Of course, there are always and will always be those who are simply fools. They see nothing beyond their own lives and needs and wants. Perhaps they are children in need of growing up; perhaps they are adults who cannot or will not for whatever reason accept the wisdom and lessons from the past. It makes no difference. It makes it no less important, no less critical, no less imperative - that those who do understand the nature of evil - remember, act, and refuse to be silent.

I have allowed comments to appear on this Blog, whose nature causes shivers among sane adults. I have allowed both spoiled children and those calling themselves intellectual adults, to call us ignorant, stupid and a great many other names - in their attempt to justify the depravity that they continue to display. I have rarely reacted to the lies that I have seen posted in other blogs and on the Absolute Write Forum. There simply was no need to. The remarks made stood in all their glory by themselves. They were the most telling witness to the truth behind the words and the symbols.

A symbol. That is how it began. This is how it ends. Just a simple, stupid symbol. And yet one look at that symbol, one memory of it, causes such blackness to open up in one's mind, that nothing can wash away the shadow of evil it leaves, while we shiver in its dark veil. A symbol that haunted the world for 15 years, and brought it near total destruction. A symbol which caused all light to vanish. A symbol which takes credit for more deaths and more destruction than any other symbol ever portrayed and presented in the dark history of mankind. A symbol - which if for one moment we allow ourselves to forget all that it represents - will without doubt rear its ugly head again in order to continue to spread the evil of Satan upon our world.

In light of this symbol how does one remember the Holocaust? How does one remember 6 million who were gassed, hung, shot, killed and murdered? It is a number so far beyond human understanding, so impossible to comprehend that it causes us to stand mute at the horror of it.

Therefore I am going to just bring the 6 Torch-Bearers here. Just 6 representatives who due to luck, fate or God - whatever you choose to believe - did not become a statistic.

(The picture and article below is courtesy of The Jerusalem Post.)

From The Jerusalem Post - April 15,2007:

Illuminating the memory of the six million who perished

Holocaust survivors Zanne Farbstein, Manya Brodeski-Titelman, Mordechai (Motke) Wiesel, Yaacov (Jacki) Handeli, David Gur and Ya'akov Janek Holladner have been chosen to light torches in memory of the six million Jewish victims of the Holocaust - here are their stories.

Zanne Farbstein

Zanne Farbstein was born in 1926 in Bardejov, Slovakia. Her first memory of the war was the sudden entry of German soldiers into her family's home on Shabbat eve, after which there remained a solid German presence in the town. Her father's business was confiscated, and her two older brothers were sent to a military labor camp.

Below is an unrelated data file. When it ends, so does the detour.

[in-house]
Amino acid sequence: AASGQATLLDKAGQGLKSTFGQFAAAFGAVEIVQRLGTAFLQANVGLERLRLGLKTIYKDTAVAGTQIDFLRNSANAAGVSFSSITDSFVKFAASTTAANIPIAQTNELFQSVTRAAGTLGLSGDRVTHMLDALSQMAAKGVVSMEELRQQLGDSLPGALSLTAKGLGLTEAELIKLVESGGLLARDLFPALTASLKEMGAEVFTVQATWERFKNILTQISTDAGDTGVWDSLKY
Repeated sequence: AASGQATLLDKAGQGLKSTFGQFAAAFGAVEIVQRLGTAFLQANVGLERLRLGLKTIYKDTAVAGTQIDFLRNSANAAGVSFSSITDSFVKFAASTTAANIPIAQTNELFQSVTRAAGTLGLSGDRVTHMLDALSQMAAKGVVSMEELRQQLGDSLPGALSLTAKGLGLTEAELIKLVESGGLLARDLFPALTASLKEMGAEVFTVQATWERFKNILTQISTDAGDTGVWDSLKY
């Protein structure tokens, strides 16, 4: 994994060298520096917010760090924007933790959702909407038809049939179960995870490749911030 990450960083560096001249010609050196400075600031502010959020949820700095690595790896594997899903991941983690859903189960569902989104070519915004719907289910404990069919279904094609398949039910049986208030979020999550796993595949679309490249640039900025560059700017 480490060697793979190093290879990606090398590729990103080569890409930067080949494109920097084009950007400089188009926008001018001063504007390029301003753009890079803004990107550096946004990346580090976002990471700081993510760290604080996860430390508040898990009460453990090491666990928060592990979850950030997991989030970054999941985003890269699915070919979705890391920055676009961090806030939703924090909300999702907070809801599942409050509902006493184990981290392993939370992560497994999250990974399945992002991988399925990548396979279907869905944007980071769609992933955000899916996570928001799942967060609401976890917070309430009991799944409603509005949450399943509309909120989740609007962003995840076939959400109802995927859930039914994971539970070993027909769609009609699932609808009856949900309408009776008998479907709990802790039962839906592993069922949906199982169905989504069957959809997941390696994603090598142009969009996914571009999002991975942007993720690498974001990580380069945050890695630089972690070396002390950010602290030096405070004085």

In March 1942, all females under 25 were ordered to gather in a school. Farbstein and her two sisters, Edith and Sarah, were escorted by their father, who tearfully gave each of them a corona coin as a good-luck amulet.

They joined a thousand other girls on the first transport to Auschwitz, where they were ordered to leave their possessions on the train, including the treasured coins.

After a few months, they were sent to the newly built Birkenau camp, where they endured hard labor, acute hunger and disease. Farbstein survived the selektions because of her Aryan looks, and managed to obtain the "desirable" jobs of sorting confiscated clothes and other personal possessions. One day, she found her father's prayer shawl, and understood that he had been murdered.

The three sisters stayed together, looking after one other and sharing their food. One day, Edith, sick and exhausted, suggested exchanging her good shoes for Farbstein's threadbare ones. The meaning was clear: Farbstein and Sarah never saw Edith again.

On January 18, 1945, the women were sent on a death march to Germany. Through the snow and rain, Farbstein had to support her ailing sister. After the German guards abandoned the prisoners in a small town, the sisters continued on to the American Zone, where they met soldiers from the Jewish Brigade. They then traveled to Prague and Bratislava, where they learned that two of their brothers had survived. They returned to their birthplace, where the four were reunited. The fates of Farbstein's grandfather, grandmother and younger brother remain unknown.

In 1949, the extended family immigrated to Israel with the help of the Joint Distribution Committee. Zanne Farbstein and her husband, Moshe, have two children and five grandchildren.

Manya Brodeski-Titelman

Manya Brodeski-Titelman was an only child, born in 1932 in Zhabokrich, Ukraine.

In July 1941, the German army entered the town, followed by the Romanian army.

The Jews were ordered to gather in five cellars, where the Romanian soldiers proceeded to shoot them. Manya Brodeski-Titelman lost consciousness. When she awoke, she saw that her mother had been killed. Her father had survived.